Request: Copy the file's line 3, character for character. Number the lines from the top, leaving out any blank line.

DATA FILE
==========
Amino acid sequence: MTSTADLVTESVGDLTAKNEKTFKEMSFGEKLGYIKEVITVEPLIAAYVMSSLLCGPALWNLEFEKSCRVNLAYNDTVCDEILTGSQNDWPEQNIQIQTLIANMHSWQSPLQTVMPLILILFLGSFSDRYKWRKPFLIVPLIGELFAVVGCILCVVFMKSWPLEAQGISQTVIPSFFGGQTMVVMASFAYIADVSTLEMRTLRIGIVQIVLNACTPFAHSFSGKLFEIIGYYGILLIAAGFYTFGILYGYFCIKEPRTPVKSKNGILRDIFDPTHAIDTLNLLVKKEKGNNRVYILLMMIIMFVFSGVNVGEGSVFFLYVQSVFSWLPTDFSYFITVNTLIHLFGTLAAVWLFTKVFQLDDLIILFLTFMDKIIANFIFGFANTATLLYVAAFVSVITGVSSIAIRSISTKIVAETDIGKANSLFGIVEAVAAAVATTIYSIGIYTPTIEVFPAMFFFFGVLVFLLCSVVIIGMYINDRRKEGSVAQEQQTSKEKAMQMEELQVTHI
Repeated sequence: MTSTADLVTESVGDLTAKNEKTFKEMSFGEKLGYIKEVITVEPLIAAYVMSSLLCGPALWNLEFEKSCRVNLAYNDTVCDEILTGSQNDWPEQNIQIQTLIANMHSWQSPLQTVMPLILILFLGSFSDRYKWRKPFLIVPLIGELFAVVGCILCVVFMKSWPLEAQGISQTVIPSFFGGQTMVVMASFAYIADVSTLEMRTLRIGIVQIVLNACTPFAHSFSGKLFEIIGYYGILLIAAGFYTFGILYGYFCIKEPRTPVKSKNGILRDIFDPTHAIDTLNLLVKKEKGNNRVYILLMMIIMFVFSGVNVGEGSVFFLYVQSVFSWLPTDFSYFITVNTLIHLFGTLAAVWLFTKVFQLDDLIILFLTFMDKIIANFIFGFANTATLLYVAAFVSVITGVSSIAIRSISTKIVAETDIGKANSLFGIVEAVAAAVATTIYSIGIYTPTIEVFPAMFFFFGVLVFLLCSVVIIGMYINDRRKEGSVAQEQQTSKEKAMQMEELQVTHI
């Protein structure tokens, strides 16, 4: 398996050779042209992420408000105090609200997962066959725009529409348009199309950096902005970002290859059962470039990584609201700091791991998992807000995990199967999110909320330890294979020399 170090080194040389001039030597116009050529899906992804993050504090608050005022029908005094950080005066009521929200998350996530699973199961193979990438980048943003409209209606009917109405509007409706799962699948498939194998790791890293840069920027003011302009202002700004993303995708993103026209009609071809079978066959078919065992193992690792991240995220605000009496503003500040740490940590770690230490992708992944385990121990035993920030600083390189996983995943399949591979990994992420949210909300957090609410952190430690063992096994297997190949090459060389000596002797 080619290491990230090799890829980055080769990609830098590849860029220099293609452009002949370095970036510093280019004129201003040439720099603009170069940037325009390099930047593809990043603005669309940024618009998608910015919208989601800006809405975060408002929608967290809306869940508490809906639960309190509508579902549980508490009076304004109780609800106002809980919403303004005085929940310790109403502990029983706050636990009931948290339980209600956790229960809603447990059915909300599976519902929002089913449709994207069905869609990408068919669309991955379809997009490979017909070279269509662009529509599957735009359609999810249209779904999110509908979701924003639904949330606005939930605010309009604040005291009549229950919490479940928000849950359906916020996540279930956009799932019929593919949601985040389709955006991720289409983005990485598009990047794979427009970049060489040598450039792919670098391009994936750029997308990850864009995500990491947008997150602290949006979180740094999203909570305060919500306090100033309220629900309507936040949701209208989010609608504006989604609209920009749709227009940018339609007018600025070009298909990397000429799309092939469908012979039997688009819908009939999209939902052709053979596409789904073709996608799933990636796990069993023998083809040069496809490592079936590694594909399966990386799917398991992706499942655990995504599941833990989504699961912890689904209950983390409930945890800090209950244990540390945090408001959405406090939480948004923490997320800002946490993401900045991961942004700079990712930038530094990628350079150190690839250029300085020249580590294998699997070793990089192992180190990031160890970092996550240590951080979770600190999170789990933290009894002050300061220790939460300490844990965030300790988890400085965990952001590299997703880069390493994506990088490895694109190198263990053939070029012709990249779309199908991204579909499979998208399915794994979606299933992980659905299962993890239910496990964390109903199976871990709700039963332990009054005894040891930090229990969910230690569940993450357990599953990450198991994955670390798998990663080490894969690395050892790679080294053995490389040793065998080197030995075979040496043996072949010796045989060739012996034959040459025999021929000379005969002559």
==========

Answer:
């Protein structure tokens, strides 16, 4: 398996050779042209992420408000105090609200997962066959725009529409348009199309950096902005970002290859059962470039990584609201700091791991998992807000995990199967999110909320330890294979020399 170090080194040389001039030597116009050529899906992804993050504090608050005022029908005094950080005066009521929200998350996530699973199961193979990438980048943003409209209606009917109405509007409706799962699948498939194998790791890293840069920027003011302009202002700004993303995708993103026209009609071809079978066959078919065992193992690792991240995220605000009496503003500040740490940590770690230490992708992944385990121990035993920030600083390189996983995943399949591979990994992420949210909300957090609410952190430690063992096994297997190949090459060389000596002797 080619290491990230090799890829980055080769990609830098590849860029220099293609452009002949370095970036510093280019004129201003040439720099603009170069940037325009390099930047593809990043603005669309940024618009998608910015919208989601800006809405975060408002929608967290809306869940508490809906639960309190509508579902549980508490009076304004109780609800106002809980919403303004005085929940310790109403502990029983706050636990009931948290339980209600956790229960809603447990059915909300599976519902929002089913449709994207069905869609990408068919669309991955379809997009490979017909070279269509662009529509599957735009359609999810249209779904999110509908979701924003639904949330606005939930605010309009604040005291009549229950919490479940928000849950359906916020996540279930956009799932019929593919949601985040389709955006991720289409983005990485598009990047794979427009970049060489040598450039792919670098391009994936750029997308990850864009995500990491947008997150602290949006979180740094999203909570305060919500306090100033309220629900309507936040949701209208989010609608504006989604609209920009749709227009940018339609007018600025070009298909990397000429799309092939469908012979039997688009819908009939999209939902052709053979596409789904073709996608799933990636796990069993023998083809040069496809490592079936590694594909399966990386799917398991992706499942655990995504599941833990989504699961912890689904209950983390409930945890800090209950244990540390945090408001959405406090939480948004923490997320800002946490993401900045991961942004700079990712930038530094990628350079150190690839250029300085020249580590294998699997070793990089192992180190990031160890970092996550240590951080979770600190999170789990933290009894002050300061220790939460300490844990965030300790988890400085965990952001590299997703880069390493994506990088490895694109190198263990053939070029012709990249779309199908991204579909499979998208399915794994979606299933992980659905299962993890239910496990964390109903199976871990709700039963332990009054005894040891930090229990969910230690569940993450357990599953990450198991994955670390798998990663080490894969690395050892790679080294053995490389040793065998080197030995075979040496043996072949010796045989060739012996034959040459025999021929000379005969002559």